Half of the world’s 21.3 million refugees are aged under 18. An increasing number of children are being forced to flee their homes alone. Since 2008, nearly 200,000 unaccompanied minors have applied for asylum in Europe, including 96,000 in 2015 alone (Save the Children, 2016).
As part of the wider initiative ‘Refugees Welcome at QMUL,’ the project will bring together cross-disciplinary and cross-faculty researchers working on children, home and refugees at the Centre for Studies of Home (a partnership with the Geffrye Museum of the Home), the Centre for Childhood Cultures (a partnership with the V&A Museum of Childhood), the Centre for the Study of Migration, and ULIP. It will develop links with other colleagues at QMUL working on refugees, including in Law, School of Business and Management and School of Politics and International Relations.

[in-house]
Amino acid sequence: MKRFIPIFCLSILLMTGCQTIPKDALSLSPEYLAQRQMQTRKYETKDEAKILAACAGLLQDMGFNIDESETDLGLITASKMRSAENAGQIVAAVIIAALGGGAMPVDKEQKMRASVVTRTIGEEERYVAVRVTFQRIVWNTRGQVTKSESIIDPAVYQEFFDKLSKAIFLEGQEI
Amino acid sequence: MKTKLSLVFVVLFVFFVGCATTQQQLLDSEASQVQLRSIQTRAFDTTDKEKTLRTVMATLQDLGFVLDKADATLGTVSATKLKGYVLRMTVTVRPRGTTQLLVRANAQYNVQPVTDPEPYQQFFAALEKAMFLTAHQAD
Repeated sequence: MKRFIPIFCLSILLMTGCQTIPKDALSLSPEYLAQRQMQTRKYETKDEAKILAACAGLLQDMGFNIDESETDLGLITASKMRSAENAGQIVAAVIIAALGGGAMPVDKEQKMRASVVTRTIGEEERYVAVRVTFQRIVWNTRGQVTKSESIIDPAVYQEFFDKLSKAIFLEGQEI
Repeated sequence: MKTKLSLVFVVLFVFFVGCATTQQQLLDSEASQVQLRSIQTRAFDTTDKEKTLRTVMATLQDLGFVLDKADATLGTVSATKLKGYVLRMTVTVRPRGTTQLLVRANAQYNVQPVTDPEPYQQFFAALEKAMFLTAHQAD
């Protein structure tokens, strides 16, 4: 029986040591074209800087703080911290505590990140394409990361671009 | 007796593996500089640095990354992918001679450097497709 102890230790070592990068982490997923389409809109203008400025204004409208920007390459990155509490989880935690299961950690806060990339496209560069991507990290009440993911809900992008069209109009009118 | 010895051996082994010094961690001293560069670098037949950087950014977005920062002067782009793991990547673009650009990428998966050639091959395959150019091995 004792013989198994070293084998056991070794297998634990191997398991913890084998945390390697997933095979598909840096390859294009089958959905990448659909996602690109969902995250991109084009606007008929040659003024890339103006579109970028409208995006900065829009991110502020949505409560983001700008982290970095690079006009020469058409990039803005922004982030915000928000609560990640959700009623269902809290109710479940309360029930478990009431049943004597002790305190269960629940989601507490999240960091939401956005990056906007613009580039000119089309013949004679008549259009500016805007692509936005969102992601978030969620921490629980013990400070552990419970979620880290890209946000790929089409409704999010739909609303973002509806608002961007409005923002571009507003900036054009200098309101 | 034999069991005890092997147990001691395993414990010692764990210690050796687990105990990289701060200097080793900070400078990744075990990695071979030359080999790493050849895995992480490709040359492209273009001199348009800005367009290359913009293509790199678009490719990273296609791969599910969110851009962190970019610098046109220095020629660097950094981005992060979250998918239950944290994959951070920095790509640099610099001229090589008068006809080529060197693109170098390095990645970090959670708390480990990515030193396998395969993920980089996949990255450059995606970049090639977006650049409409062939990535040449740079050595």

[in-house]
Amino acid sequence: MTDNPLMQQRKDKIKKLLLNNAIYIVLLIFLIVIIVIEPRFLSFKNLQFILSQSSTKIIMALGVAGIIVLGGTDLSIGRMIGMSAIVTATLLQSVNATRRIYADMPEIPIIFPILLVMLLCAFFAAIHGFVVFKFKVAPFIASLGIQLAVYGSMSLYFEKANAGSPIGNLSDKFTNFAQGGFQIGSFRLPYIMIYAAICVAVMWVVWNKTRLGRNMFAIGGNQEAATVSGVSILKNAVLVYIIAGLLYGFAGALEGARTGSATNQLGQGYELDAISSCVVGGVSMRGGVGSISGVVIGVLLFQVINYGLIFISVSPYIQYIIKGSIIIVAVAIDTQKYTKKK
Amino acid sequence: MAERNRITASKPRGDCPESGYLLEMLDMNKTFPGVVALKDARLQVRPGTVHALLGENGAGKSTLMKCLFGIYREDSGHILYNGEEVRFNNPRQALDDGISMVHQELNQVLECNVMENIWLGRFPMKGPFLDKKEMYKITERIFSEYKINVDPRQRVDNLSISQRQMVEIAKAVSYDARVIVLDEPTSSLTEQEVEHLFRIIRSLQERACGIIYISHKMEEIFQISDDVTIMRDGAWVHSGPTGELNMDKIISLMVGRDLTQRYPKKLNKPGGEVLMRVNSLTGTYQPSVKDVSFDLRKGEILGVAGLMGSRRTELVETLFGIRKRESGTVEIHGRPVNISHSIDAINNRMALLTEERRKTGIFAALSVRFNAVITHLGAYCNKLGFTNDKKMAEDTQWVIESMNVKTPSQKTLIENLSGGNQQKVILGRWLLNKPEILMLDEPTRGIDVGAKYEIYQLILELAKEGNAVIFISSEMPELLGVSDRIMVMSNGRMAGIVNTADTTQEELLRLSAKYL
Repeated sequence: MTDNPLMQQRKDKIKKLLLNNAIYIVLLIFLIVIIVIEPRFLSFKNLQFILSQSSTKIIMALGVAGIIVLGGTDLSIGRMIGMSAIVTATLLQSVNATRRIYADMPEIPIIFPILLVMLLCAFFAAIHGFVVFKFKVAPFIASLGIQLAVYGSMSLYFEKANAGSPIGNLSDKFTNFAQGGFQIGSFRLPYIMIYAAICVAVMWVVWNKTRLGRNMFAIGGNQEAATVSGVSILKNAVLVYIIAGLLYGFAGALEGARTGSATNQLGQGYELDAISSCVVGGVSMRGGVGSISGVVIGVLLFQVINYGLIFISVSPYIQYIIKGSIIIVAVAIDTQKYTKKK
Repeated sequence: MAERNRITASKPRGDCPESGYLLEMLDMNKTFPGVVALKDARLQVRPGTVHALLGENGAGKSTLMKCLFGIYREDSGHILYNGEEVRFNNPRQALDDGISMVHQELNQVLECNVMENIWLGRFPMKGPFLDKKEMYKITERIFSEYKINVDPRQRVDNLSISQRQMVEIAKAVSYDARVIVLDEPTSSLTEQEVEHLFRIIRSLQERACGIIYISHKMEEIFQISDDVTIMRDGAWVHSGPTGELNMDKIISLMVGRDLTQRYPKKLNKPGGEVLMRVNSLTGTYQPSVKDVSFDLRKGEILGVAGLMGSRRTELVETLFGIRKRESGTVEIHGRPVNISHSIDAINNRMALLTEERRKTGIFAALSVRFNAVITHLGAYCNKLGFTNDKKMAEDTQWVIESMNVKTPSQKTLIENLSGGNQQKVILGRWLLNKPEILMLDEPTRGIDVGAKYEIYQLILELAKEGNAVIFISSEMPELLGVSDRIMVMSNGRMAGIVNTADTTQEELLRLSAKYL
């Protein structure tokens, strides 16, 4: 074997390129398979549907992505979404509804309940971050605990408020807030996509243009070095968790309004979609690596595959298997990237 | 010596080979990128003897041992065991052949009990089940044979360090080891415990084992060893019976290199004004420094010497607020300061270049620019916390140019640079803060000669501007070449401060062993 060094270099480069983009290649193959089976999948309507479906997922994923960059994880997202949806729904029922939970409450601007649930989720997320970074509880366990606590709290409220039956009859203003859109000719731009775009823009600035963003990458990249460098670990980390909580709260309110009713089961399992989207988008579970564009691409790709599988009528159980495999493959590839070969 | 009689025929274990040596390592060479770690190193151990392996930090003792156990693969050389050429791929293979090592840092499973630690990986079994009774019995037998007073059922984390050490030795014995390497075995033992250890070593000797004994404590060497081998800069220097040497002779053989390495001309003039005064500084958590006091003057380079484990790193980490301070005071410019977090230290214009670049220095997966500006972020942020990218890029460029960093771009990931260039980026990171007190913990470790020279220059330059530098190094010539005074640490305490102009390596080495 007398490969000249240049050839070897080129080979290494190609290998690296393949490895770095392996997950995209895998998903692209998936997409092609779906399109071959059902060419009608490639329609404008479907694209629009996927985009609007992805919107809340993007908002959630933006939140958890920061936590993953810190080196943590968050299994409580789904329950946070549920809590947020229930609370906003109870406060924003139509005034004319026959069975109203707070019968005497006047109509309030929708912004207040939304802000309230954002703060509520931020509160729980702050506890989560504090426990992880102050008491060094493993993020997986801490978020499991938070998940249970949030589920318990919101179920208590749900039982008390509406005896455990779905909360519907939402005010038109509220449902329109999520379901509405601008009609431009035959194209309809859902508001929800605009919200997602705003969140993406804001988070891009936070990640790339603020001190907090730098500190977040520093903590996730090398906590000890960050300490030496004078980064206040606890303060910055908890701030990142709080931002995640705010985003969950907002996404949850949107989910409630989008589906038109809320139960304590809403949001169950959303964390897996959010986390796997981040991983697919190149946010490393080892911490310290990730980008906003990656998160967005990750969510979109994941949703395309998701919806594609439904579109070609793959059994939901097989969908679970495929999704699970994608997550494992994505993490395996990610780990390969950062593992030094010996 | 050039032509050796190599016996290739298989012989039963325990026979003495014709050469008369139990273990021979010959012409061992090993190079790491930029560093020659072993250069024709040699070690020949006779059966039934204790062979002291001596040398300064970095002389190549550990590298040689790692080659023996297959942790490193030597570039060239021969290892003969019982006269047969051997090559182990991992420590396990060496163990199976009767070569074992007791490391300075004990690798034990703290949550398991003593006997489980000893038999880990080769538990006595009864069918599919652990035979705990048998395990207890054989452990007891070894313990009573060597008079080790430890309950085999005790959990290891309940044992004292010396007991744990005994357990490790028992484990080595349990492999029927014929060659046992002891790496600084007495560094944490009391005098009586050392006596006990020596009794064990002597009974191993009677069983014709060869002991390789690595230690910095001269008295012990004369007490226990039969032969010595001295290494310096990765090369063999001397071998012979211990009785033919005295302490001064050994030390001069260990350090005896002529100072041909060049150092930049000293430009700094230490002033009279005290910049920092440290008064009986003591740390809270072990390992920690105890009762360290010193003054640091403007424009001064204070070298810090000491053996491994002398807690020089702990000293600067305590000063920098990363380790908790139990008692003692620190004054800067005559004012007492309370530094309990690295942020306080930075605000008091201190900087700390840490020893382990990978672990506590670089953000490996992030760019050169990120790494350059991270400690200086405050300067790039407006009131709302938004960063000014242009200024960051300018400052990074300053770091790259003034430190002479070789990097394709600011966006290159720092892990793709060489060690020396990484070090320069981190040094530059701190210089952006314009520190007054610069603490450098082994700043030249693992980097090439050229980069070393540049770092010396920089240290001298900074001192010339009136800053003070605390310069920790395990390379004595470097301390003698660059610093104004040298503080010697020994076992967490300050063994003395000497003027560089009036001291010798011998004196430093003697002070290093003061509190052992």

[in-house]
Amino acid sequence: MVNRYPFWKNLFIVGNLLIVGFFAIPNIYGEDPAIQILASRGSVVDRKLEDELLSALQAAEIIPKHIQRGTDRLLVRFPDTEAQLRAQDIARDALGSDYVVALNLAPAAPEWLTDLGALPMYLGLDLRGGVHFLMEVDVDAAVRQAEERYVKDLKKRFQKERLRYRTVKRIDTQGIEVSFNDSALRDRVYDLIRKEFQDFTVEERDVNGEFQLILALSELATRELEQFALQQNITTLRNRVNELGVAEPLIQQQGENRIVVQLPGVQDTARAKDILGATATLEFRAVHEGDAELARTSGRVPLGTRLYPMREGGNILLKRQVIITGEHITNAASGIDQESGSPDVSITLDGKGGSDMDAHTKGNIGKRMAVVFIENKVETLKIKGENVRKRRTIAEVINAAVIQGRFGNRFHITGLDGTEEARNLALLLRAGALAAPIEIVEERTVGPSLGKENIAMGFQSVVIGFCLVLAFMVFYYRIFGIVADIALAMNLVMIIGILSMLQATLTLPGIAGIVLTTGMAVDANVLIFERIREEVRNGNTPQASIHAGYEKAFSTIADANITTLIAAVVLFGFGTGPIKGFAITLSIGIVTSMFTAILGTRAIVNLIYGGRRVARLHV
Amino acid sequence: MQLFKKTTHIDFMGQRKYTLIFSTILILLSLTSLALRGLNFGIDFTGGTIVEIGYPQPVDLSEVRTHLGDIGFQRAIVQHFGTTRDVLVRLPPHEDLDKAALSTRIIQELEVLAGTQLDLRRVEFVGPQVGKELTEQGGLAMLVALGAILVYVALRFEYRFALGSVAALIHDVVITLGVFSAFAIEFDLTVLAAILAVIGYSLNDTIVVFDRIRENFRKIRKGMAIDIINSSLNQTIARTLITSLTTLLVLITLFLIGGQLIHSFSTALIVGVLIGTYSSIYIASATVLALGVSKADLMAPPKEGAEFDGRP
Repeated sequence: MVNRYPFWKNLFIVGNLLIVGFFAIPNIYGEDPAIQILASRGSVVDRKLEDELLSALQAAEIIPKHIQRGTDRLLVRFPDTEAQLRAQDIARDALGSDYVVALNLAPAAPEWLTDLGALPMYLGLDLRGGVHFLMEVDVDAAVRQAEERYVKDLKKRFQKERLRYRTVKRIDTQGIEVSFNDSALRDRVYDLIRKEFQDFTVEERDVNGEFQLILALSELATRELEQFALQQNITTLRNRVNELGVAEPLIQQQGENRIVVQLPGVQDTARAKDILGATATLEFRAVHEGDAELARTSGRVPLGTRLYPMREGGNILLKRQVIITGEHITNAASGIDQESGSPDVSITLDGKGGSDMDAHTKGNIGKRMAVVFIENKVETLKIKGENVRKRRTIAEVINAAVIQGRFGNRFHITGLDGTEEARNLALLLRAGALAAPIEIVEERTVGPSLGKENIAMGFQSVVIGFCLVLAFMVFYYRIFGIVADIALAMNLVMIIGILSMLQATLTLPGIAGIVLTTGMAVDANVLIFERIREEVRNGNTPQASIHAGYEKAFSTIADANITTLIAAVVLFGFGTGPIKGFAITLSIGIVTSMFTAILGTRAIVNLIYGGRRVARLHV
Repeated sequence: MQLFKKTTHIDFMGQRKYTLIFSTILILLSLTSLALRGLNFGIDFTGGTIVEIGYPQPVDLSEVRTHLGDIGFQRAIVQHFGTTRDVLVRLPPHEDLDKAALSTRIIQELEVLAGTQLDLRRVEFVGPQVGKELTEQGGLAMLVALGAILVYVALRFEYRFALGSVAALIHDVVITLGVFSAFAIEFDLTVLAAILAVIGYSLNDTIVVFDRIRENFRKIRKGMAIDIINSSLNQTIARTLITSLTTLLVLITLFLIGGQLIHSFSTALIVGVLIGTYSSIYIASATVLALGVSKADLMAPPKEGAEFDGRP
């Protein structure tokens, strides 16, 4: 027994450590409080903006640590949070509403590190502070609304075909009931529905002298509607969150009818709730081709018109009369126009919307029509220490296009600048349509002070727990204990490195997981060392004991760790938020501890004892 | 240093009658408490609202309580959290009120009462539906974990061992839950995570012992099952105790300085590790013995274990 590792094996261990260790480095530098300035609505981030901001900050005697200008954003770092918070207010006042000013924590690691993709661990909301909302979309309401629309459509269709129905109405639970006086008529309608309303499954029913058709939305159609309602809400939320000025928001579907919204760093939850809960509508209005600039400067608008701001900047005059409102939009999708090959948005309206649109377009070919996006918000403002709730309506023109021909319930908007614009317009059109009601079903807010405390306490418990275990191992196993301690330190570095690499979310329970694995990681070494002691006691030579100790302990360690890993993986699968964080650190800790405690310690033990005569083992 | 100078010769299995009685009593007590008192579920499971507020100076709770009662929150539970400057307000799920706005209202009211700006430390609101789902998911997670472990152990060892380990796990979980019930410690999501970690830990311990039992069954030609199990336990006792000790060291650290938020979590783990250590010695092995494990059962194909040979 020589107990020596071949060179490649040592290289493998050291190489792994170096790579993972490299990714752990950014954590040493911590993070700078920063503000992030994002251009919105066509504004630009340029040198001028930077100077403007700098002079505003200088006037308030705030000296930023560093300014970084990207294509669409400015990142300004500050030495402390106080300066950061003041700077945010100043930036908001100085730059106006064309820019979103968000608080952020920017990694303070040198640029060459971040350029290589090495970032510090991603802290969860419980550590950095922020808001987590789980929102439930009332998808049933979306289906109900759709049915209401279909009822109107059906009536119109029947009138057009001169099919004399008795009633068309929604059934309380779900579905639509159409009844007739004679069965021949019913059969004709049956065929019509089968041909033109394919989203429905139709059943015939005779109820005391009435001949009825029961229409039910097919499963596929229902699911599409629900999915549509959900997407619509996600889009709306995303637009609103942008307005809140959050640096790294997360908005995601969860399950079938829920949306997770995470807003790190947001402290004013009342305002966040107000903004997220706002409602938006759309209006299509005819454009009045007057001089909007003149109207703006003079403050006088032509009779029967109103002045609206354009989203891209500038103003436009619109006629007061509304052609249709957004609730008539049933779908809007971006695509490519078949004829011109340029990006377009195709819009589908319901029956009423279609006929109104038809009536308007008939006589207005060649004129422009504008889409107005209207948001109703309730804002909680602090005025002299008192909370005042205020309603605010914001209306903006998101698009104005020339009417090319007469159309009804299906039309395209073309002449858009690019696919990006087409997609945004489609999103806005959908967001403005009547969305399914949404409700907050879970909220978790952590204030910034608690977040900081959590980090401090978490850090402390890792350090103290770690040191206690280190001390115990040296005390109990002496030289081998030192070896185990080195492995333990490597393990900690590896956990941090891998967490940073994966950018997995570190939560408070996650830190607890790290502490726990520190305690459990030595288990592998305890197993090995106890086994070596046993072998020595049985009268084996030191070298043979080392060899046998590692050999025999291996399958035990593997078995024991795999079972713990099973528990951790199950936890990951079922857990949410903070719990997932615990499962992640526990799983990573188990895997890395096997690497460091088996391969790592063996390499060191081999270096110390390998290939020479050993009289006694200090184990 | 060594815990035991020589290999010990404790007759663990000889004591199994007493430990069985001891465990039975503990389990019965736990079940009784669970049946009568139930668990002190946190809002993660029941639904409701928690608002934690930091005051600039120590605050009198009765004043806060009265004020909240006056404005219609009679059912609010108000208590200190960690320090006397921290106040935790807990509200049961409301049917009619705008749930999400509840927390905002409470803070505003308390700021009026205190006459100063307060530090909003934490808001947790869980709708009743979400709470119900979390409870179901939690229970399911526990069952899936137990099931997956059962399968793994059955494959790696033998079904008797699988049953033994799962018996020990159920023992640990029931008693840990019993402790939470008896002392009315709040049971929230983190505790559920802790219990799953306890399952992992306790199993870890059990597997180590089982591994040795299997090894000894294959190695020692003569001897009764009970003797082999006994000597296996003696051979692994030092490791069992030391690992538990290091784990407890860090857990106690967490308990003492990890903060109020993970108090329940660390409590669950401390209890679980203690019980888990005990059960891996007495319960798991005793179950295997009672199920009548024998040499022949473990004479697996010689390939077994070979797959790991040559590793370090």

The project focuses on (i) lost homes, home in transit, homes in refugee camps, institutional homes and homes after resettlement for refugee children; (ii) the materialities of home and the consequences of dispossession and displacement alongside wider meanings of home, belonging and (in)security for refugee children; and (iii) home for refugee children in the past and present, within and beyond Europe. One key aim of the project is to develop links between research at QMUL and ULIP given the significance of home for refugee children in France and the UK.
The project develops connections between researchers at QMUL, ULIP and beyond as well as with a wider public audience including NGOs, practitioners and policy makers through a series of events, activities and outputs from January to July 2017. For more information see our section Events and activities.